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TitreUse of electrical resistivity tomography to monitor permafrost thaw and persistence in the discontinuous zone, northwest Canada
AuteurLewkowicz, A G; Miceli, C; Smith, S L
SourceThe Arctic Science Summit Week 2013 - abstract; no. C_3105, C 3105, 2013.
LiensOnline - En ligne
Année2013
Séries alt.Secteur des sciences de la Terre, Contribution externe 20120399
ÉditeurThe Arctic Hub - Regional and Global Perspective
RéunionArctic Science Summit Week 2013; Krakow; PL; avril 13-19, 2013
Documentlivre
Lang.anglais
Mediapapier; en ligne; numérique
Formatspdf
ProvinceYukon; Colombie-Britannique
SNRC94A; 94G; 94H; 94I; 94J; 94K; 94M; 94N; 94O; 94P; 95A; 95B; 95C; 95D; 105A; 105B; 105C; 105D
Lat/Long OENS-136.0000 -120.0000 61.0000 56.0000
Sujetsprospection électrique; levés électriques; résistivité; levés de résistivité; résistivité électrique; géophysique
Programmeadaptation et impacts sur l'environnement, environnement du nord, Géosciences environnementales
Résumé(disponible en anglais seulement)
The rate of permafrost temperature rise in response to climate warming or other environmental change slows down as ground temperatures approach 0°C because heat is used to change ice in the soil to water. The small increases in ground temperature that do occur within boreholes are challenging to detect because of limitations in logging system accuracy but can represent significant changes in unfrozen moisture, especially in fine-grained soils between -0.5°C and 0°C. Repeated DC Electrical Resistivity Tomography (ERT) surveys are being tested as a complementary method to monitor permafrost change over this critical temperature range. ERT uses electrical current transmitted into the ground through an array of electrodes to generate a two-dimensional image of the resistance of the ground which is strongly influenced by unfrozen moisture conditions and therefore, by temperature. The sensitivity of the method to seasonal variation (thawing and freezing of the active layer) vs. progressive change due to climate warming or other environmental causes, however, requires further investigation. Repetitive ERT surveys have been conducted at 10 sites with permanent electrode arrays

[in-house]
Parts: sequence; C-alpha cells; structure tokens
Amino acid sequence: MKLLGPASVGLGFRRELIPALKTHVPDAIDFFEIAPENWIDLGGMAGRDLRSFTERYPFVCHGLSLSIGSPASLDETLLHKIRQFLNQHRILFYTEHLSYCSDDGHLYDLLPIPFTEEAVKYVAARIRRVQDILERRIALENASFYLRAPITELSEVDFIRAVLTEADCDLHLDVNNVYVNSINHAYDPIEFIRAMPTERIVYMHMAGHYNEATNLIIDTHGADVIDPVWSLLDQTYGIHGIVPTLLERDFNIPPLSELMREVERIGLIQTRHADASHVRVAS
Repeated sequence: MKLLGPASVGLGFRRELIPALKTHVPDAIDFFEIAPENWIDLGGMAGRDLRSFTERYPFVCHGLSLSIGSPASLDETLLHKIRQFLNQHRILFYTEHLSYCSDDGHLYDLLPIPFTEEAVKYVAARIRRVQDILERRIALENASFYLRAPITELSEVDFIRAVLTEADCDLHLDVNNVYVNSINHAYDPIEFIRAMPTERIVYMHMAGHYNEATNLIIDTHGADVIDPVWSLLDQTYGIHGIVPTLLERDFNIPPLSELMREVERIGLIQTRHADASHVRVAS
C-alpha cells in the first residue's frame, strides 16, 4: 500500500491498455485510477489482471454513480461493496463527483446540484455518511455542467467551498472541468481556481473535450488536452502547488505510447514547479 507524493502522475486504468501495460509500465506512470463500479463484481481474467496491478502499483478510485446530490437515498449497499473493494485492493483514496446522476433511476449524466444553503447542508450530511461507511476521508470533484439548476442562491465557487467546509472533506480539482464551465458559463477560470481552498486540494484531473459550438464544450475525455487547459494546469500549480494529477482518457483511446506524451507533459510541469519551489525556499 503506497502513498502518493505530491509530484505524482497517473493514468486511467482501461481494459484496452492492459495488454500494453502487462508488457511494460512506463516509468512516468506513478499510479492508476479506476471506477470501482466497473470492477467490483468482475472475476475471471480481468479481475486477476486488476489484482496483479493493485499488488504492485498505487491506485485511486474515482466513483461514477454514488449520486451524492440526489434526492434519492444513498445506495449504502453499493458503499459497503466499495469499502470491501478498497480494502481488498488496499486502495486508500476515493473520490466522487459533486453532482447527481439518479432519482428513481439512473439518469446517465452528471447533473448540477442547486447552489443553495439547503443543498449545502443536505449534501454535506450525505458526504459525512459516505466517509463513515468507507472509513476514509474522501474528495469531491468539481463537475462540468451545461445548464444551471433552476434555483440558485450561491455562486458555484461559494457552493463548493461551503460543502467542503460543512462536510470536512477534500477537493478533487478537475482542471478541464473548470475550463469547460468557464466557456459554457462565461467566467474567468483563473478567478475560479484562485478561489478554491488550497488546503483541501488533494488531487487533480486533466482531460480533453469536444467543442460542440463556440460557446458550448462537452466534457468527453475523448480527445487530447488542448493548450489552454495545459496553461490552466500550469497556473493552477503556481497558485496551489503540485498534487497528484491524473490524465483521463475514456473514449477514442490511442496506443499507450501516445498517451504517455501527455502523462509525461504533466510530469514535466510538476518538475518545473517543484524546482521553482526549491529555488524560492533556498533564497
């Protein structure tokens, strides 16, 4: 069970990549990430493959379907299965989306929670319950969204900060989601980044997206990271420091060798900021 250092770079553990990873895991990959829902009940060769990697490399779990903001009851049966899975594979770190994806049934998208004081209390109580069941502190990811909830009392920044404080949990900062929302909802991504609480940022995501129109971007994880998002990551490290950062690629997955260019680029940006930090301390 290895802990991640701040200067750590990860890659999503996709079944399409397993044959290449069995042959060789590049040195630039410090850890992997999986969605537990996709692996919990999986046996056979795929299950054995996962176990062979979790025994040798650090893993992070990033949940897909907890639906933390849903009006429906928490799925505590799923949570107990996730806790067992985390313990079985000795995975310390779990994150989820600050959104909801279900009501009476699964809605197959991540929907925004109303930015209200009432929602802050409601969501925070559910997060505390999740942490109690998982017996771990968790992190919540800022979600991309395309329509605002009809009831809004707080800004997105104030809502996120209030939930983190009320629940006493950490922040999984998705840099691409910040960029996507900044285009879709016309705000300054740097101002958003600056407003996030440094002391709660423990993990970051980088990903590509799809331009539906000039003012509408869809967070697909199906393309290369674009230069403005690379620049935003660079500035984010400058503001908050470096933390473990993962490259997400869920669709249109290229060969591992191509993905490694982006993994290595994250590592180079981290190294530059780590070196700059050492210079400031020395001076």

established in 2010 along the Alaska Highway in the southern Yukon and northern British Columbia. Similar surveys have also been made since 2006 at sites with palsas which are being warmed by a combination of rising air temperature and higher water levels. Results illustrate the usefulness and the limitations of the ERT technique for monitoring the persistence and change of thin permafrost (generally
less than 10 m thick) which can be expected to be vulnerable to thaw as the climate warms. Improved identification of imminent permafrost thaw and quantification of thaw rates are needed for environmental management and predictions of potential greenhouse gas release from organic terrain.
GEOSCAN ID292225